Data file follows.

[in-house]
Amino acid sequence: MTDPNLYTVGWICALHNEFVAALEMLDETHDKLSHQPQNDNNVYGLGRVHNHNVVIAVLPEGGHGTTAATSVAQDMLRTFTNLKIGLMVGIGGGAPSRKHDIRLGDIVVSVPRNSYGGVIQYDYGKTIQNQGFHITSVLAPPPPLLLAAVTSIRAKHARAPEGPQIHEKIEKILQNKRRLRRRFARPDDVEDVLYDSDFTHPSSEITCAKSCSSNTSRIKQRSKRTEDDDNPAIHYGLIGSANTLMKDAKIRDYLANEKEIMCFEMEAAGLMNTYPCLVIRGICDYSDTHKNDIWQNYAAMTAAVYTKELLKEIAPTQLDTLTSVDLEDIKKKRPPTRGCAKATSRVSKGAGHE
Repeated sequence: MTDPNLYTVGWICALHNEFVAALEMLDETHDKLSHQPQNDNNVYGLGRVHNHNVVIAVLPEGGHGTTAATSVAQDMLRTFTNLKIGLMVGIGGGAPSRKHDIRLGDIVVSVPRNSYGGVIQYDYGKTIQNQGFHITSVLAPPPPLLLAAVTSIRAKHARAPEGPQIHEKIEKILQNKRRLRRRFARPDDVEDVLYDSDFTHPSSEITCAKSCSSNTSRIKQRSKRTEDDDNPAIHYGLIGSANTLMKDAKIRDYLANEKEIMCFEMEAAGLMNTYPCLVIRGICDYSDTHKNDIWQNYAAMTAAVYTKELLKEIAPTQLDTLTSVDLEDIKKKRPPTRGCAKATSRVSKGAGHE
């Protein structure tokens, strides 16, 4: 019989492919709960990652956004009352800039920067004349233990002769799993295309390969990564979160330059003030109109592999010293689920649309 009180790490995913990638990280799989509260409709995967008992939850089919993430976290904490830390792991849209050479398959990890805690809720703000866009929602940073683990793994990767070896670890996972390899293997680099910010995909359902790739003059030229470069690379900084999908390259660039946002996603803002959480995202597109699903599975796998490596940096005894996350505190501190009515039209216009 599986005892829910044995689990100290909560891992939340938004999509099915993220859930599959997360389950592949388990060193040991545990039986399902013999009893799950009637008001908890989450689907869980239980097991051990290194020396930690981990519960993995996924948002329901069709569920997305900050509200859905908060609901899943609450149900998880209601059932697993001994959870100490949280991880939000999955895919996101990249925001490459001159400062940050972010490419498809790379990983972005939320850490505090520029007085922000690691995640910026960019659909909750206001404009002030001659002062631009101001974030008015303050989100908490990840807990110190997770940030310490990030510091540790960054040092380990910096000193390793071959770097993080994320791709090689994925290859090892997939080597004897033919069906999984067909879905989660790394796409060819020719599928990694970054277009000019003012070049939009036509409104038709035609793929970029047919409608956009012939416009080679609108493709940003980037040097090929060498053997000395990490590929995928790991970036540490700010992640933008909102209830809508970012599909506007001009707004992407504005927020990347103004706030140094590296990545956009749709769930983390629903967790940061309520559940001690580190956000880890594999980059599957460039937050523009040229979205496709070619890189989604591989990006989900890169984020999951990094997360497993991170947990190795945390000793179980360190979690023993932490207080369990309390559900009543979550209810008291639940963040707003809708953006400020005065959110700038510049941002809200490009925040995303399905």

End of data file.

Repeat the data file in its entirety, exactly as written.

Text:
[in-house]
Amino acid sequence: MTDPNLYTVGWICALHNEFVAALEMLDETHDKLSHQPQNDNNVYGLGRVHNHNVVIAVLPEGGHGTTAATSVAQDMLRTFTNLKIGLMVGIGGGAPSRKHDIRLGDIVVSVPRNSYGGVIQYDYGKTIQNQGFHITSVLAPPPPLLLAAVTSIRAKHARAPEGPQIHEKIEKILQNKRRLRRRFARPDDVEDVLYDSDFTHPSSEITCAKSCSSNTSRIKQRSKRTEDDDNPAIHYGLIGSANTLMKDAKIRDYLANEKEIMCFEMEAAGLMNTYPCLVIRGICDYSDTHKNDIWQNYAAMTAAVYTKELLKEIAPTQLDTLTSVDLEDIKKKRPPTRGCAKATSRVSKGAGHE
Repeated sequence: MTDPNLYTVGWICALHNEFVAALEMLDETHDKLSHQPQNDNNVYGLGRVHNHNVVIAVLPEGGHGTTAATSVAQDMLRTFTNLKIGLMVGIGGGAPSRKHDIRLGDIVVSVPRNSYGGVIQYDYGKTIQNQGFHITSVLAPPPPLLLAAVTSIRAKHARAPEGPQIHEKIEKILQNKRRLRRRFARPDDVEDVLYDSDFTHPSSEITCAKSCSSNTSRIKQRSKRTEDDDNPAIHYGLIGSANTLMKDAKIRDYLANEKEIMCFEMEAAGLMNTYPCLVIRGICDYSDTHKNDIWQNYAAMTAAVYTKELLKEIAPTQLDTLTSVDLEDIKKKRPPTRGCAKATSRVSKGAGHE
């Protein structure tokens, strides 16, 4: 019989492919709960990652956004009352800039920067004349233990002769799993295309390969990564979160330059003030109109592999010293689920649309 009180790490995913990638990280799989509260409709995967008992939850089919993430976290904490830390792991849209050479398959990890805690809720703000866009929602940073683990793994990767070896670890996972390899293997680099910010995909359902790739003059030229470069690379900084999908390259660039946002996603803002959480995202597109699903599975796998490596940096005894996350505190501190009515039209216009 599986005892829910044995689990100290909560891992939340938004999509099915993220859930599959997360389950592949388990060193040991545990039986399902013999009893799950009637008001908890989450689907869980239980097991051990290194020396930690981990519960993995996924948002329901069709569920997305900050509200859905908060609901899943609450149900998880209601059932697993001994959870100490949280991880939000999955895919996101990249925001490459001159400062940050972010490419498809790379990983972005939320850490505090520029007085922000690691995640910026960019659909909750206001404009002030001659002062631009101001974030008015303050989100908490990840807990110190997770940030310490990030510091540790960054040092380990910096000193390793071959770097993080994320791709090689994925290859090892997939080597004897033919069906999984067909879905989660790394796409060819020719599928990694970054277009000019003012070049939009036509409104038709035609793929970029047919409608956009012939416009080679609108493709940003980037040097090929060498053997000395990490590929995928790991970036540490700010992640933008909102209830809508970012599909506007001009707004992407504005927020990347103004706030140094590296990545956009749709769930983390629903967790940061309520559940001690580190956000880890594999980059599957460039937050523009040229979205496709070619890189989604591989990006989900890169984020999951990094997360497993991170947990190795945390000793179980360190979690023993932490207080369990309390559900009543979550209810008291639940963040707003809708953006400020005065959110700038510049941002809200490009925040995303399905």